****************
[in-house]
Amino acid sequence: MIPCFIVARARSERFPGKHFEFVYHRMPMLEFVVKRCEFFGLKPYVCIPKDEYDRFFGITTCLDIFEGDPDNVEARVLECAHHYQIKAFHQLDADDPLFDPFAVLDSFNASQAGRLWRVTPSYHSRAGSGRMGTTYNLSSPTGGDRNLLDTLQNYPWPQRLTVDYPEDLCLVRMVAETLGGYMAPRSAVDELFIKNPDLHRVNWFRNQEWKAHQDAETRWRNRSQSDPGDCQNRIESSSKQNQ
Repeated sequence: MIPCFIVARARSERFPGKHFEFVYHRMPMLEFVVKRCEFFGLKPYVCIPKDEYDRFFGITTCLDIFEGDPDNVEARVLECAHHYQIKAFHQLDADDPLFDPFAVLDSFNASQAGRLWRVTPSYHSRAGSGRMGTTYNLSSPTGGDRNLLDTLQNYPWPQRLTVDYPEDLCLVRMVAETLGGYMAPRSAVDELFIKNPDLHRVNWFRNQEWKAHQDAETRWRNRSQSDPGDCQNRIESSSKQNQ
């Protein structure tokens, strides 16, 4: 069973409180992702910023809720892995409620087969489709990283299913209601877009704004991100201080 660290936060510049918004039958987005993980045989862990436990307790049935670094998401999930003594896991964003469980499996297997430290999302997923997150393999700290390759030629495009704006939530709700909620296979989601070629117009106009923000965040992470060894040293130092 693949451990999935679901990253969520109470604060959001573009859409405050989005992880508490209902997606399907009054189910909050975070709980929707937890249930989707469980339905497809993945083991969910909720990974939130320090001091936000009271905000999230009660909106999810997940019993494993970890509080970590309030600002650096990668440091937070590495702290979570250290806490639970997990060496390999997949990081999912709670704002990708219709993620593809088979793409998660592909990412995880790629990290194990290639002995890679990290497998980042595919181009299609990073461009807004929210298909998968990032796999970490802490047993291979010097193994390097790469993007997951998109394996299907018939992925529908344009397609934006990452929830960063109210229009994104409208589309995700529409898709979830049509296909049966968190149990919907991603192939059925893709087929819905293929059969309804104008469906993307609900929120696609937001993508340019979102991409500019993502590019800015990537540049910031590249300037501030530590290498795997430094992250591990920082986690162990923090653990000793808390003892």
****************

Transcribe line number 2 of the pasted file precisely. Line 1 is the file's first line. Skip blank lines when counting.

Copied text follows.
Amino acid sequence: MIPCFIVARARSERFPGKHFEFVYHRMPMLEFVVKRCEFFGLKPYVCIPKDEYDRFFGITTCLDIFEGDPDNVEARVLECAHHYQIKAFHQLDADDPLFDPFAVLDSFNASQAGRLWRVTPSYHSRAGSGRMGTTYNLSSPTGGDRNLLDTLQNYPWPQRLTVDYPEDLCLVRMVAETLGGYMAPRSAVDELFIKNPDLHRVNWFRNQEWKAHQDAETRWRNRSQSDPGDCQNRIESSSKQNQ